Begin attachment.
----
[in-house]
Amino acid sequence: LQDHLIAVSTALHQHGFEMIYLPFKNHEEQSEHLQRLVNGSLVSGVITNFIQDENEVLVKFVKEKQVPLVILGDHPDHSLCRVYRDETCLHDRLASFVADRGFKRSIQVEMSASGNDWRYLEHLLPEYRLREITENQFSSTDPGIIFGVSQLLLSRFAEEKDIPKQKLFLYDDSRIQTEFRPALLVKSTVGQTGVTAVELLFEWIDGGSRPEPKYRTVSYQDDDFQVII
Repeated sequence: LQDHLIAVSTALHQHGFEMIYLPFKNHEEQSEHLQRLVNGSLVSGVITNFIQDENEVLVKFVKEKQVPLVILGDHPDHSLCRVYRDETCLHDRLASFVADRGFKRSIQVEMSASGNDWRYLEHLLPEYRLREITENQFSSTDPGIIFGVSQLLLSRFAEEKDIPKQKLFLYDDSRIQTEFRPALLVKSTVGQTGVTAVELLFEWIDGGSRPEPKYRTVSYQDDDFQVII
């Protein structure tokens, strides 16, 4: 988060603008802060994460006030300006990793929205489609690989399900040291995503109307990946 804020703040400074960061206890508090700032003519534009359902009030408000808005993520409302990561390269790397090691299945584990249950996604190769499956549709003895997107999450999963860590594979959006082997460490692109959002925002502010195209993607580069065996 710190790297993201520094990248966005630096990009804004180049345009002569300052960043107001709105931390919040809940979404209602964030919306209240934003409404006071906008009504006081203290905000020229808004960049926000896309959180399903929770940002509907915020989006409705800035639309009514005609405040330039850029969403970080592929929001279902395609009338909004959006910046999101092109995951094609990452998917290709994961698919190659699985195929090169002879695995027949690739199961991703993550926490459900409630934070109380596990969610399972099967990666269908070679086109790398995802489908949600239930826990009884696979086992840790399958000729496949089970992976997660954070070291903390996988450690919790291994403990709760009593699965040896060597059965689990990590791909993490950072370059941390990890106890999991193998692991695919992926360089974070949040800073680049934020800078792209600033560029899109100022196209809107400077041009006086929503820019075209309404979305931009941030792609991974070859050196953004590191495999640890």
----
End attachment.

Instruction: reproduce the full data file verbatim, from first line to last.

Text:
[in-house]
Amino acid sequence: LQDHLIAVSTALHQHGFEMIYLPFKNHEEQSEHLQRLVNGSLVSGVITNFIQDENEVLVKFVKEKQVPLVILGDHPDHSLCRVYRDETCLHDRLASFVADRGFKRSIQVEMSASGNDWRYLEHLLPEYRLREITENQFSSTDPGIIFGVSQLLLSRFAEEKDIPKQKLFLYDDSRIQTEFRPALLVKSTVGQTGVTAVELLFEWIDGGSRPEPKYRTVSYQDDDFQVII
Repeated sequence: LQDHLIAVSTALHQHGFEMIYLPFKNHEEQSEHLQRLVNGSLVSGVITNFIQDENEVLVKFVKEKQVPLVILGDHPDHSLCRVYRDETCLHDRLASFVADRGFKRSIQVEMSASGNDWRYLEHLLPEYRLREITENQFSSTDPGIIFGVSQLLLSRFAEEKDIPKQKLFLYDDSRIQTEFRPALLVKSTVGQTGVTAVELLFEWIDGGSRPEPKYRTVSYQDDDFQVII
């Protein structure tokens, strides 16, 4: 988060603008802060994460006030300006990793929205489609690989399900040291995503109307990946 804020703040400074960061206890508090700032003519534009359902009030408000808005993520409302990561390269790397090691299945584990249950996604190769499956549709003895997107999450999963860590594979959006082997460490692109959002925002502010195209993607580069065996 710190790297993201520094990248966005630096990009804004180049345009002569300052960043107001709105931390919040809940979404209602964030919306209240934003409404006071906008009504006081203290905000020229808004960049926000896309959180399903929770940002509907915020989006409705800035639309009514005609405040330039850029969403970080592929929001279902395609009338909004959006910046999101092109995951094609990452998917290709994961698919190659699985195929090169002879695995027949690739199961991703993550926490459900409630934070109380596990969610399972099967990666269908070679086109790398995802489908949600239930826990009884696979086992840790399958000729496949089970992976997660954070070291903390996988450690919790291994403990709760009593699965040896060597059965689990990590791909993490950072370059941390990890106890999991193998692991695919992926360089974070949040800073680049934020800078792209600033560029899109100022196209809107400077041009006086929503820019075209309404979305931009941030792609991974070859050196953004590191495999640890």